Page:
Wednesday, March 31, 2010

Eagle Bay, Dunsborough

This January I went snorkeling at Eagle Bay twice. The spot I visited was probably the one described in "Dive and Snorkel Sites in Western Australia" or not far from it. The area is shallow (2-3 meters), sheltered and had good visibility both times I was there (15 and 30 January). There are also many rocks on the sandy beach that extend into the sea, just as described in the book.


Looking towards the surface across a huge boulder covered with a thick blanket of brown seaweed.

What I didn't expect to find was heaps of stingers in the water, especially over the sandy area! Fortunately I wore my long-sleeved rashie, so my arms were safe although I still got stung a few times in my neck.

This was a good spot for chasing and watching fishes but not for taking photos. The fishes were quite camera-shy. In the mostly sandy area that extends to about 50 meters from shore, there are some scattered boulders. Near the boulders, I found a few schools of banded toadfish and blue-spotted goatfish, as well as a juvenile moonlighter. There were also a school of Australian herring or tommy rough.


Blue-spotted goatfish


A juvenile moonlighter

I also had a good time chasing after a school of leatherjackets around the scattered boulders. There were about 7 of them and each was 20-30 cm long. They were quick swimmers and so it wasn't easy to take their photos. I ended up with a few photos that are not useful for identification of the fish species. But chasing these bluish, greenish leatherjackets between scattered boulders were quite fun.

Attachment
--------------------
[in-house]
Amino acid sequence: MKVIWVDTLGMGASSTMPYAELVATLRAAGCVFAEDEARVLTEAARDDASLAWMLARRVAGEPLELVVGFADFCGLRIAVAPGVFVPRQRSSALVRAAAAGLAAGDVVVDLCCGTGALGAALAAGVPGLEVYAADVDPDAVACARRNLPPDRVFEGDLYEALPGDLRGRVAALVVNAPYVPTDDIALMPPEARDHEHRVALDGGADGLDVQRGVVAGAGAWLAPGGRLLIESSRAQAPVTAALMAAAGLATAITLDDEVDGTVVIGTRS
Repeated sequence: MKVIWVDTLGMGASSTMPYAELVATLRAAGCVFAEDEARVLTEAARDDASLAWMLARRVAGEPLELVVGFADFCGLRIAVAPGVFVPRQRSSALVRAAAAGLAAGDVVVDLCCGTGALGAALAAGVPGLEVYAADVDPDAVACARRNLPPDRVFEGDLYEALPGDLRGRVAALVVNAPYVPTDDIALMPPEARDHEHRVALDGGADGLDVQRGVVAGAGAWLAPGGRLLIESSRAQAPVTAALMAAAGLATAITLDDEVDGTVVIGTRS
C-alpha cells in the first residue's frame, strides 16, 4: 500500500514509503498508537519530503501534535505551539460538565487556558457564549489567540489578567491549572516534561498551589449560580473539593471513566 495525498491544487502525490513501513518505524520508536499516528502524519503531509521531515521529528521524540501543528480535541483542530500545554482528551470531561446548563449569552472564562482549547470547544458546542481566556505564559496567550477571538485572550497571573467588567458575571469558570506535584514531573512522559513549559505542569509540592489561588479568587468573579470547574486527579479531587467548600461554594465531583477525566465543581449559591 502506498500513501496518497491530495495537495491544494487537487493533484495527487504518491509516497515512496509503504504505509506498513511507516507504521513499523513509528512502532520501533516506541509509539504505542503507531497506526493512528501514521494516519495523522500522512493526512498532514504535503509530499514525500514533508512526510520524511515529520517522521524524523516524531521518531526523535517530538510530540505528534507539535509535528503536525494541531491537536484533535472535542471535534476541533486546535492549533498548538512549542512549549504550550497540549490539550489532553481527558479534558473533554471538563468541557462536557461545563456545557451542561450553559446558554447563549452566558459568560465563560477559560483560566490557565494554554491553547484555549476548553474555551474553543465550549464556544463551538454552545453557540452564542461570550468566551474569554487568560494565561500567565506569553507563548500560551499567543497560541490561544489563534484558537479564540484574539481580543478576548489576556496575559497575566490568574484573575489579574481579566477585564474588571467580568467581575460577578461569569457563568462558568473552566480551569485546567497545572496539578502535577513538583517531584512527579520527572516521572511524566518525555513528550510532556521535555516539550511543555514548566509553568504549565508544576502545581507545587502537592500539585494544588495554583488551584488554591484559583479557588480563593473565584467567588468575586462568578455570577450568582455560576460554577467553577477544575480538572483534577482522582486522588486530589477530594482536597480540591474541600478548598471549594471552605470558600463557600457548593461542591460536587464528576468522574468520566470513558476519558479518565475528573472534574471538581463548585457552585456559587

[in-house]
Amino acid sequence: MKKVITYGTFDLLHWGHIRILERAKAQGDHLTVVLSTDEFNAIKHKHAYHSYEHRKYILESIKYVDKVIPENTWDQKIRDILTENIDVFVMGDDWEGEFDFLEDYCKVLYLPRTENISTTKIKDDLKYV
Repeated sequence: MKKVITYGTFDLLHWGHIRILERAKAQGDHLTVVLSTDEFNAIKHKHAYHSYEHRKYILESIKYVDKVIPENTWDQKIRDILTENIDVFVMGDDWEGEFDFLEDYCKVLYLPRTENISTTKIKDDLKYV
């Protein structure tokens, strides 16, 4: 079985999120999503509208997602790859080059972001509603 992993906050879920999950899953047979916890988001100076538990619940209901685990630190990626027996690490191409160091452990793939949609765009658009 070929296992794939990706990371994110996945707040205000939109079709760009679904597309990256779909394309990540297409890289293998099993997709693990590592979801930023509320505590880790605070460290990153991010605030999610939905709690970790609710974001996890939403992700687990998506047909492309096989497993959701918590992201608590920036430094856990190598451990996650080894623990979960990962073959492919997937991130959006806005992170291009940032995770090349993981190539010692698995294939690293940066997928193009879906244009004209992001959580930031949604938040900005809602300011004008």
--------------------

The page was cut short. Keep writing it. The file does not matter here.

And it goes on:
Leatherjacket

Around the scattered boulders, I also found a few brown-spotted wrasses that were lying sideways, with most of their body hidden under a rock, showing only their head.

Brown-spotted wrasse

On one of the huge boulder, I found a colony of zoanthids too.

Zoanthid colony (Zoanthus praelongus)

The seaweed-covered rocks just off the beach are also worth exploring although the area is quite shallow. I looked at the short video clips I made and could recognize these fishes: western buffalo bream, common buffalo bream, banded sweep, sea sweep, western pomfret, zebra fish, red-lipped morwong, and rough bullseye. In spots where it was only a few feet deep, there were also stripeys and rough bullseyes in small caves.


Stripeys and rough bullseyes

Perhaps the most interesting find was this juvenile western scalyfin. It was hanging out in a hollow formed by a ring of rocks very near the shore. The fish was about 5 cm long. It looked quite pretty, with numerous blue dots on its head and an orange/brownish body.



Juvenile western scalyfin

2 comments:

Mosura said...

A nice variety there. Do those brown-spotted wrasses stay under that rock or are they temporarily taking cover after seeing you?

Tsun-Thai Chai said...

Hi Alan,

They were already laying down under a rock when I spotted them. Perhaps they were taking a rest?

The brown-spotted wrasses I saw around the Perth beaches did the same thing too.

Cheers,
Chai

Followers